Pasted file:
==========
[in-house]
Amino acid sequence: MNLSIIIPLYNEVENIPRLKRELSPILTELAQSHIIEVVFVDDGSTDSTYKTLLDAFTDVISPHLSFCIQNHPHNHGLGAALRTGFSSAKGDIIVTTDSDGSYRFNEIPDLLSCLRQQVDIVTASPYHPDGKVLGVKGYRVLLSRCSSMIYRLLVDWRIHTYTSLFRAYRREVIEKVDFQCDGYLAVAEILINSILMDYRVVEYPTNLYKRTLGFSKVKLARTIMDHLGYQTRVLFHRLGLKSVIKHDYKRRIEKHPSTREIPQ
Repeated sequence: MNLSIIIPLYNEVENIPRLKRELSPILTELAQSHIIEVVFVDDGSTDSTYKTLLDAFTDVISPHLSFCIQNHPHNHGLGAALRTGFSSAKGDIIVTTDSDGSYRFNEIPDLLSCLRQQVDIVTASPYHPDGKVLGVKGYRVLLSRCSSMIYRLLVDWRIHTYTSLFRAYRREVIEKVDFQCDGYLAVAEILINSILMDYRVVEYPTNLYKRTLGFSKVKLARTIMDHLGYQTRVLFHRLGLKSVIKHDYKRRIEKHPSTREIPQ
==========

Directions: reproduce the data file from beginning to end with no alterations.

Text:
[in-house]
Amino acid sequence: MNLSIIIPLYNEVENIPRLKRELSPILTELAQSHIIEVVFVDDGSTDSTYKTLLDAFTDVISPHLSFCIQNHPHNHGLGAALRTGFSSAKGDIIVTTDSDGSYRFNEIPDLLSCLRQQVDIVTASPYHPDGKVLGVKGYRVLLSRCSSMIYRLLVDWRIHTYTSLFRAYRREVIEKVDFQCDGYLAVAEILINSILMDYRVVEYPTNLYKRTLGFSKVKLARTIMDHLGYQTRVLFHRLGLKSVIKHDYKRRIEKHPSTREIPQ
Repeated sequence: MNLSIIIPLYNEVENIPRLKRELSPILTELAQSHIIEVVFVDDGSTDSTYKTLLDAFTDVISPHLSFCIQNHPHNHGLGAALRTGFSSAKGDIIVTTDSDGSYRFNEIPDLLSCLRQQVDIVTASPYHPDGKVLGVKGYRVLLSRCSSMIYRLLVDWRIHTYTSLFRAYRREVIEKVDFQCDGYLAVAEILINSILMDYRVVEYPTNLYKRTLGFSKVKLARTIMDHLGYQTRVLFHRLGLKSVIKHDYKRRIEKHPSTREIPQ